*** UPDATE 1 *** From NBC5…
[ *** End Of Update 1 *** ]
Rod Blagojevich’s attorneys on Tuesday requested a 30-day extension on the date the former governor must report to prison. Judge James Zagel granted the extension during a hearing at the Dirksen Federal Building.
Blagojevich’s new date is March 15.
During the hearing Blagojevich’s attorneys also made a request for which prison he’ll be sent to. They asked for Englewood, Colo.
* This is not cool…
A federal judge ordered a Chicago Tribune reporter on Monday to turn over notes and other related documents concerning a juror who apparently concealed her criminal record in the William Cellini trial, a directive the newspaper called “unnecessary” and harmful to the independence of the reporting process. […]
During a brief hearing last week, U.S. District Judge James Zagel brought up the idea of compelling the Tribune to turn over its notes from a conversation with the juror before any of the lawyers in the case even raised the issue. The judge identified the juror in Monday’s ruling as Candy Chiles.
The defense argues that the Chicago woman compromised the verdict by concealing her criminal history and potential bias during jury selection. In an effort to bolster their position, Cellini’s lawyers sought access to notes of Tribune reporter Annie Sweeney from a brief interview with Chiles.
In his ruling issued late Monday, Zagel ordered that Sweeney “produce any and all notes, memoranda, tape recordings, documents, or other records, from Oct. 3, 2011, to present, of any conversations the journalist had with the juror” related to her previous criminal history or answers during jury selection.
I really don’t think judges ought to be nosing around in reporters’ notebooks. I asked Dick Ciccone, Cellini’s spokesman, about why they’d ask for such a thing…
It is simply to learn if the juror said anything about Cellini or the trial that did not appear in their stories.
* Tribune editor Gerould Kern’s response…
“Journalists must be free to ask questions and collect information secure in the knowledge that their notes will not be seized by the government or litigants in court and used for other purposes. Unfortunately, that security now is threatened by this ruling.
We believe that these subpoenas are unnecessary and in fact do harm to the independence of the reporting process. We are disappointed by Judge Zagel’s ruling, and we now are considering our options.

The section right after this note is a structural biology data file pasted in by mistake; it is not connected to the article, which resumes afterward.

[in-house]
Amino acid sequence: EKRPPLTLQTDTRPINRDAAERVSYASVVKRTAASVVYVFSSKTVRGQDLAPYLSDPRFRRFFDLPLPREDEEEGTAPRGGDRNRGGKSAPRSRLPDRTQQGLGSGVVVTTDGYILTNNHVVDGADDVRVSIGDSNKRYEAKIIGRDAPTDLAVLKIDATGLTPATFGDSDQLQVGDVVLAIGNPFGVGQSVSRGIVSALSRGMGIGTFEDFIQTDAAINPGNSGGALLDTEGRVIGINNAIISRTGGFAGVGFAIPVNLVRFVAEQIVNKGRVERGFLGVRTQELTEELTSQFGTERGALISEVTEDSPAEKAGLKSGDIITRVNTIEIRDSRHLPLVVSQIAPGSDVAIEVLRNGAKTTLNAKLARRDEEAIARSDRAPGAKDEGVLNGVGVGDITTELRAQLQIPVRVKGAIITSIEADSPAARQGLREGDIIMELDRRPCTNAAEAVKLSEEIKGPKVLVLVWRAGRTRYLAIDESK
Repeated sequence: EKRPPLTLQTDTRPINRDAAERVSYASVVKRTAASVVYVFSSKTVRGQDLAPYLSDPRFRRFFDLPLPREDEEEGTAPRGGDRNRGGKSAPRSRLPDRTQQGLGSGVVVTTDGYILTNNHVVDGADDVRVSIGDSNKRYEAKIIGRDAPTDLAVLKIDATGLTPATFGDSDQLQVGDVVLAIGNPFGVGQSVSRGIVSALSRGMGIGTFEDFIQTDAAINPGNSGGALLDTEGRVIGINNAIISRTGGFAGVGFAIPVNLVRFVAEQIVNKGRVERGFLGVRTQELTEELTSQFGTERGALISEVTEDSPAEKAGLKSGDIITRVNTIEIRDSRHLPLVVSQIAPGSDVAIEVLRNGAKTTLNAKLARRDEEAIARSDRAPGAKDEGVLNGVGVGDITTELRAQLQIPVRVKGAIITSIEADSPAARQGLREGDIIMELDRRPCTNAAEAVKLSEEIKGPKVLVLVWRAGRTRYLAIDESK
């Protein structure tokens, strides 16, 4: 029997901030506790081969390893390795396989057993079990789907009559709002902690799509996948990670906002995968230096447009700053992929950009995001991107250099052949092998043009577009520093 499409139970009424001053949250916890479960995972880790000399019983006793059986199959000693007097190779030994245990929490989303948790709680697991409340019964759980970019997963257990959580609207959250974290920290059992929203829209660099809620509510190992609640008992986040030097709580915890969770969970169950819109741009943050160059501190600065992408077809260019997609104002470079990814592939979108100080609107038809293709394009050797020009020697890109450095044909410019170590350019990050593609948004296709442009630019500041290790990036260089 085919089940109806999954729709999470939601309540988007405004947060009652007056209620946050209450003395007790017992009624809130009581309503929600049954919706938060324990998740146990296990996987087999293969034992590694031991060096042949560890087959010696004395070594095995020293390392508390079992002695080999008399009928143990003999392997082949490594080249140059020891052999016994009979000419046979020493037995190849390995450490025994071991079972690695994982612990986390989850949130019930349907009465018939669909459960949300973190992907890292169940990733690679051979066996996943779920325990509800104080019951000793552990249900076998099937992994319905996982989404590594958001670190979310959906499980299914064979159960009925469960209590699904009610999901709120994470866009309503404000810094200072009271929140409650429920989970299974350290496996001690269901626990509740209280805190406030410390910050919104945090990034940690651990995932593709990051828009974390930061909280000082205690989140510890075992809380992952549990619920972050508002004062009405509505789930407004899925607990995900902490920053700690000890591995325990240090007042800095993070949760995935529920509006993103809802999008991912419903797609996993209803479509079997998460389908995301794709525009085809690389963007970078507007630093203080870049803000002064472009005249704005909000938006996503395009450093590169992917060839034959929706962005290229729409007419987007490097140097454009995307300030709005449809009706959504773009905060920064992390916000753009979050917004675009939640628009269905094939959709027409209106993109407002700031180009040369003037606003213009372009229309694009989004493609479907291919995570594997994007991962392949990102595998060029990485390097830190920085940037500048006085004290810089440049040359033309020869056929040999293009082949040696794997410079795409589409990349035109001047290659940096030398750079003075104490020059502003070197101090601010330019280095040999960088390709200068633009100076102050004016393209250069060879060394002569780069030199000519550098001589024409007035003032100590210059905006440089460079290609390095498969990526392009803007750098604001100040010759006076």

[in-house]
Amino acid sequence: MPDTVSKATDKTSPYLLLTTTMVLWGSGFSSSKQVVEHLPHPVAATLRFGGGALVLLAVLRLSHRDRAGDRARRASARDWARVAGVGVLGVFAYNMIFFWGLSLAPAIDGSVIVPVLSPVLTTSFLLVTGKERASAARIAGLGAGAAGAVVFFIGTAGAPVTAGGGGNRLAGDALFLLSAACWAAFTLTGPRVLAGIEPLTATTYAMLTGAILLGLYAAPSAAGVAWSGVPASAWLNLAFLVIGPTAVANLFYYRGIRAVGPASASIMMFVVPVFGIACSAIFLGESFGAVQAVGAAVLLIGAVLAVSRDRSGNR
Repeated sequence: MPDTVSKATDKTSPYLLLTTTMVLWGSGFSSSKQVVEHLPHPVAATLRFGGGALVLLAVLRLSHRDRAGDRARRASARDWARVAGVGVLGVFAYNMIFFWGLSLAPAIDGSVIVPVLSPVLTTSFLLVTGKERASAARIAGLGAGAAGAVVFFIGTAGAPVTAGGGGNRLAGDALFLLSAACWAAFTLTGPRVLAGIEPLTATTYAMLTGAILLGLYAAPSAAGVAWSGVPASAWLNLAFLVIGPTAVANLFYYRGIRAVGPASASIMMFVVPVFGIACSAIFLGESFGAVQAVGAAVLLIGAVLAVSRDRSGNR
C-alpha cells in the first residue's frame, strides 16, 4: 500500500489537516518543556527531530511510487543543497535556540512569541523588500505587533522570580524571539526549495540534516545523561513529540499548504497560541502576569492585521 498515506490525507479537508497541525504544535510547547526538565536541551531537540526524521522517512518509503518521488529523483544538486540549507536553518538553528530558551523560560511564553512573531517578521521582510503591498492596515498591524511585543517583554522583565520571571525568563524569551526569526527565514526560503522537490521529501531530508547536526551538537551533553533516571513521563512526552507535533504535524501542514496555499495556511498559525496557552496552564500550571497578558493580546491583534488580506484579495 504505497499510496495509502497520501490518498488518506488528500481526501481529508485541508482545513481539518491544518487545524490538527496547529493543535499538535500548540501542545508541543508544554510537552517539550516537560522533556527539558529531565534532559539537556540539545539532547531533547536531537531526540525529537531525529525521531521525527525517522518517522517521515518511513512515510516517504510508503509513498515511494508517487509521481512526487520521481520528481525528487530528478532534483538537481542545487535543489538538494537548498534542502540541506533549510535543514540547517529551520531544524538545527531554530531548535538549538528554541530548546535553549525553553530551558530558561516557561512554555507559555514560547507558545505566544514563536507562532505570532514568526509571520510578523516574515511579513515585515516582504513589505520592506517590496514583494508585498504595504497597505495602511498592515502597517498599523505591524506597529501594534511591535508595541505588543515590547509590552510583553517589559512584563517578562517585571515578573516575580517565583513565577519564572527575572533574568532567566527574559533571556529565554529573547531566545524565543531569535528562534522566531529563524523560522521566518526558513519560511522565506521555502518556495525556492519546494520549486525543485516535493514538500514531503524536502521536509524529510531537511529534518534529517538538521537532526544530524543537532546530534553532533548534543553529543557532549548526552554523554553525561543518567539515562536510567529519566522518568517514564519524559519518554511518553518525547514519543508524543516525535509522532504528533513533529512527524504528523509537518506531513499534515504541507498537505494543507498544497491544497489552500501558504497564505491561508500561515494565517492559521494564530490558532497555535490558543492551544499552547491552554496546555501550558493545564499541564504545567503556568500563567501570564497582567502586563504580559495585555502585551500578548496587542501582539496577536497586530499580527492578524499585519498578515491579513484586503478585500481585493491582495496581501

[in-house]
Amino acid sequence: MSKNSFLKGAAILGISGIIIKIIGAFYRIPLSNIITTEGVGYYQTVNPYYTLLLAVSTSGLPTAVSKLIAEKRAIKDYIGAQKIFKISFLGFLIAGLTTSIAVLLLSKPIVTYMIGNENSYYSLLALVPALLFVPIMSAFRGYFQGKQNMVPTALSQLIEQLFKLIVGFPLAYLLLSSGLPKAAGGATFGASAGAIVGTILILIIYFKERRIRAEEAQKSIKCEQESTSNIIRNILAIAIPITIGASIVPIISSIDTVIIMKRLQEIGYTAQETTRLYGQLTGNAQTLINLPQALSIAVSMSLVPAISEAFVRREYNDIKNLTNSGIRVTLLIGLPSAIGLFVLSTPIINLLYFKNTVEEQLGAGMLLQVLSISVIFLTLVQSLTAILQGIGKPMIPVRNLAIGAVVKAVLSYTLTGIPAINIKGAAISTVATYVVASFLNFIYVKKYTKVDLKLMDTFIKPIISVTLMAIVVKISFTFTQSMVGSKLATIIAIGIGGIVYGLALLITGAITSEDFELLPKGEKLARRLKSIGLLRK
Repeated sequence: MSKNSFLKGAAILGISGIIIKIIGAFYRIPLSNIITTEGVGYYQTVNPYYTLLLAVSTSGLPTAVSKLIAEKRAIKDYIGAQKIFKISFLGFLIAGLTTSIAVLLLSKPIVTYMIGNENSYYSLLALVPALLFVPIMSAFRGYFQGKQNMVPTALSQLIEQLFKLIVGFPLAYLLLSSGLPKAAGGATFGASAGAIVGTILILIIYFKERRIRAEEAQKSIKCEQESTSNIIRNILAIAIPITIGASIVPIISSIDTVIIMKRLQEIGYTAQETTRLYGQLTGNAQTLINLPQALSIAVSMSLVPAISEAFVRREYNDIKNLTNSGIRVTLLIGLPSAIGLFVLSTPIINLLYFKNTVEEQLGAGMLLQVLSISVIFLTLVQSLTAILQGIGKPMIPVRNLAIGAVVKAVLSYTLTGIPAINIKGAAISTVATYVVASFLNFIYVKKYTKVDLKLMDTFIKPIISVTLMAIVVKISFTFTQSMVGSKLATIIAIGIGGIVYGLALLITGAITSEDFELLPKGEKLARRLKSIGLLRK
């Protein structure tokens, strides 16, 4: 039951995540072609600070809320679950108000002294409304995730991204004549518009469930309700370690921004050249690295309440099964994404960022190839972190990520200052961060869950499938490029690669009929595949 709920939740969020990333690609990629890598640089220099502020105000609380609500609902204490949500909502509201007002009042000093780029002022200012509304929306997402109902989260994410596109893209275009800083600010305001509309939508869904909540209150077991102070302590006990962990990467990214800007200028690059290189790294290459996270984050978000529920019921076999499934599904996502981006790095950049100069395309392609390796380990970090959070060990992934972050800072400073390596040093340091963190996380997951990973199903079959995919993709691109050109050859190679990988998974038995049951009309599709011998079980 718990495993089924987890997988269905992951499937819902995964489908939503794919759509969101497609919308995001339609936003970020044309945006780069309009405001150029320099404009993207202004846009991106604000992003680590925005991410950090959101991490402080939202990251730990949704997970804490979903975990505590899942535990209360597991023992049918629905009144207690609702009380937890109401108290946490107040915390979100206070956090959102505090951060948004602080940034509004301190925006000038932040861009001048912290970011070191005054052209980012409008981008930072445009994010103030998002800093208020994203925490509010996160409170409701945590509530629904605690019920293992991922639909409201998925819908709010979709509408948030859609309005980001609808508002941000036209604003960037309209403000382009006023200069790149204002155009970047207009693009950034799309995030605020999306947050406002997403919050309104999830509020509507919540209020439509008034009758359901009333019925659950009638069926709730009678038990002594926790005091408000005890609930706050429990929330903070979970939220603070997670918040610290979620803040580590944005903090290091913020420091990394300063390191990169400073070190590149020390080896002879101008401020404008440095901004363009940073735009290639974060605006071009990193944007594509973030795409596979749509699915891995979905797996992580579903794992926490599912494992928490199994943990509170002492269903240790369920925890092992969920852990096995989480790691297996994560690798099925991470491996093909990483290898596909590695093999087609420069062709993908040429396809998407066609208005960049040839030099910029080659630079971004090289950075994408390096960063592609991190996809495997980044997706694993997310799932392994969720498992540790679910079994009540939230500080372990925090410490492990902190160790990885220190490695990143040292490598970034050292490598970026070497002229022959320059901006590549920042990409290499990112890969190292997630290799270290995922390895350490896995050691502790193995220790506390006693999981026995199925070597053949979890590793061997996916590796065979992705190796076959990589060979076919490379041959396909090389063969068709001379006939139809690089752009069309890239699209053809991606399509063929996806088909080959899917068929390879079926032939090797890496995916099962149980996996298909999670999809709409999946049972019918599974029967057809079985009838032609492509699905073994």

We do not know why this juror’s record or suitability for service were not ascertained earlier by the court. Had that occurred, we might not face this situation now.
We argued in our court filing that there are other, more direct sources of information available to learn about the juror’s record and actions. These include the court’s jury selection records, the juror herself, her friends and family, and her fellow jurors.
Public court records also are available to everyone in this case, as they were to us when we revealed the felony convictions in our Nov. 11 story. “
*** UPDATE 2 *** Annie Sweeney tells us what happened when she talked to the juror in question…
Something has come up about you, I said. I am not here to judge, but we know about your convictions. And now there are questions about whether you were eligible to serve on the jury.
She began repeating the word no and indicated she did not want to be interviewed.
I continued talking. I was not taking notes.
She said she had nothing to say and told me to leave. She then made one brief remark that was not in direct response to a question. She said something about they should have known. I am not sure those were her exact words and I did not understand what she meant. I didn’t have an opportunity to ask her to explain it.
At some point I also asked her about her jury questionnaire in which she revealed she had a criminal history in her family but failed to put in the details.
She did not answer my questions and kept asking me to leave, so that’s what I did. The brief conversation ended before I could get a meaningful statement from her and I went to my car and wrote down my recollections of her remarks. They were not verbatim and not in perfect chronological order.